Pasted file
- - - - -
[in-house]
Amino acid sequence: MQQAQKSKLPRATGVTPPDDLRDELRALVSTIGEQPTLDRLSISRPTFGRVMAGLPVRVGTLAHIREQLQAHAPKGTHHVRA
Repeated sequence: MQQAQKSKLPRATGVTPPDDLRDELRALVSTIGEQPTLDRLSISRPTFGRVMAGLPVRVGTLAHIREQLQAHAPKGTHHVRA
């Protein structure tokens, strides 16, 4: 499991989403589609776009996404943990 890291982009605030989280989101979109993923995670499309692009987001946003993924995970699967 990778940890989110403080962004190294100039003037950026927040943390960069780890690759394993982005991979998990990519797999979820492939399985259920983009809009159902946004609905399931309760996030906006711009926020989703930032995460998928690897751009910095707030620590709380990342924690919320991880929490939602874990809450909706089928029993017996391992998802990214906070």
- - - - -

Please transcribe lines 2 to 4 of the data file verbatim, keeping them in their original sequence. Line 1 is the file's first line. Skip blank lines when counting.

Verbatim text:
Amino acid sequence: MQQAQKSKLPRATGVTPPDDLRDELRALVSTIGEQPTLDRLSISRPTFGRVMAGLPVRVGTLAHIREQLQAHAPKGTHHVRA
Repeated sequence: MQQAQKSKLPRATGVTPPDDLRDELRALVSTIGEQPTLDRLSISRPTFGRVMAGLPVRVGTLAHIREQLQAHAPKGTHHVRA
């Protein structure tokens, strides 16, 4: 499991989403589609776009996404943990 890291982009605030989280989101979109993923995670499309692009987001946003993924995970699967 990778940890989110403080962004190294100039003037950026927040943390960069780890690759394993982005991979998990990519797999979820492939399985259920983009809009159902946004609905399931309760996030906006711009926020989703930032995460998928690897751009910095707030620590709380990342924690919320991880929490939602874990809450909706089928029993017996391992998802990214906070």